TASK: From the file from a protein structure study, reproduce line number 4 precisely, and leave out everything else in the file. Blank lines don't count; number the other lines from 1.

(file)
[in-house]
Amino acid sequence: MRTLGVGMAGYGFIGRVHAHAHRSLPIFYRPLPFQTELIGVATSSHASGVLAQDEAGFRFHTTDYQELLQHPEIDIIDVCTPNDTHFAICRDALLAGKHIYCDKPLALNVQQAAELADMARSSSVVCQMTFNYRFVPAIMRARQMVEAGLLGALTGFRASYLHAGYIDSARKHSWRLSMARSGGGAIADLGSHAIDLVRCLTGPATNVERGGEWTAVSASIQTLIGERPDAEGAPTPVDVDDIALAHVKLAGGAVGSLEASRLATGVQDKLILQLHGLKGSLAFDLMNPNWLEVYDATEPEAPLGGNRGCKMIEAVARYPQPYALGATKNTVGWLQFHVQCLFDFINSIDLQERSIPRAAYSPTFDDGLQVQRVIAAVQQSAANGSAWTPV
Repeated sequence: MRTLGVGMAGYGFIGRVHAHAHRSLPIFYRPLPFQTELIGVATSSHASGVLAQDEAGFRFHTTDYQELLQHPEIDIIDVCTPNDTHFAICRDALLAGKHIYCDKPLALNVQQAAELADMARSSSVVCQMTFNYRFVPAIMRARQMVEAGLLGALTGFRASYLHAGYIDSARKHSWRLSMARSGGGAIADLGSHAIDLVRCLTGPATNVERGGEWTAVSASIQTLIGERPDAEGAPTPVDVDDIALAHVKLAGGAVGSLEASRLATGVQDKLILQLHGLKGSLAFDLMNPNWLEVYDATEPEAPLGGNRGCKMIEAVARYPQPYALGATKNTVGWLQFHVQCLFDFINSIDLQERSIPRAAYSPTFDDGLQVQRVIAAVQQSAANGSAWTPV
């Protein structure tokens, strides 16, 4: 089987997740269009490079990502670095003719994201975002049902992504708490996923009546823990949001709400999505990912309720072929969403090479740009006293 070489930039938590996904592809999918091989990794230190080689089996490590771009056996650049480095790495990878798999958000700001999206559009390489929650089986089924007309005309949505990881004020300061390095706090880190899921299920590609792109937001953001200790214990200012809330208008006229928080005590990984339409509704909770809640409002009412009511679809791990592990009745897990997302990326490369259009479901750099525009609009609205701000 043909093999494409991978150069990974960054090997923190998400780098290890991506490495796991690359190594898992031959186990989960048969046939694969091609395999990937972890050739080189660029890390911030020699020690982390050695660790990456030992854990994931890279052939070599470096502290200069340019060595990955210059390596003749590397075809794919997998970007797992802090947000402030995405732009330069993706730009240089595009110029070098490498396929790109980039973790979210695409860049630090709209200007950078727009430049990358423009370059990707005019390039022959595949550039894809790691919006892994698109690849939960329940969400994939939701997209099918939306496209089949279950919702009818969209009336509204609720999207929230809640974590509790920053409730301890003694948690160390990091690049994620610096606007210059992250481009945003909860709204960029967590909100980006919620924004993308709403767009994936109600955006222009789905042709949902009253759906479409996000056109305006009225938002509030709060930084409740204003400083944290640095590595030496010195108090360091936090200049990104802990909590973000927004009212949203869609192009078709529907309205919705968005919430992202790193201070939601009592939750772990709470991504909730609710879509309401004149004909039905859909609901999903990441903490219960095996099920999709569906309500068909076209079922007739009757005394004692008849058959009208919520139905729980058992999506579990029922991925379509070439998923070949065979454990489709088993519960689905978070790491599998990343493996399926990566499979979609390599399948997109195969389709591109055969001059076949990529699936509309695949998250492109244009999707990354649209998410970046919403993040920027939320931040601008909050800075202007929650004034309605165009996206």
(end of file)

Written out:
């Protein structure tokens, strides 16, 4: 089987997740269009490079990502670095003719994201975002049902992504708490996923009546823990949001709400999505990912309720072929969403090479740009006293 070489930039938590996904592809999918091989990794230190080689089996490590771009056996650049480095790495990878798999958000700001999206559009390489929650089986089924007309005309949505990881004020300061390095706090880190899921299920590609792109937001953001200790214990200012809330208008006229928080005590990984339409509704909770809640409002009412009511679809791990592990009745897990997302990326490369259009479901750099525009609009609205701000 043909093999494409991978150069990974960054090997923190998400780098290890991506490495796991690359190594898992031959186990989960048969046939694969091609395999990937972890050739080189660029890390911030020699020690982390050695660790990456030992854990994931890279052939070599470096502290200069340019060595990955210059390596003749590397075809794919997998970007797992802090947000402030995405732009330069993706730009240089595009110029070098490498396929790109980039973790979210695409860049630090709209200007950078727009430049990358423009370059990707005019390039022959595949550039894809790691919006892994698109690849939960329940969400994939939701997209099918939306496209089949279950919702009818969209009336509204609720999207929230809640974590509790920053409730301890003694948690160390990091690049994620610096606007210059992250481009945003909860709204960029967590909100980006919620924004993308709403767009994936109600955006222009789905042709949902009253759906479409996000056109305006009225938002509030709060930084409740204003400083944290640095590595030496010195108090360091936090200049990104802990909590973000927004009212949203869609192009078709529907309205919705968005919430992202790193201070939601009592939750772990709470991504909730609710879509309401004149004909039905859909609901999903990441903490219960095996099920999709569906309500068909076209079922007739009757005394004692008849058959009208919520139905729980058992999506579990029922991925379509070439998923070949065979454990489709088993519960689905978070790491599998990343493996399926990566499979979609390599399948997109195969389709591109055969001059076949990529699936509309695949998250492109244009999707990354649209998410970046919403993040920027939320931040601008909050800075202007929650004034309605165009996206």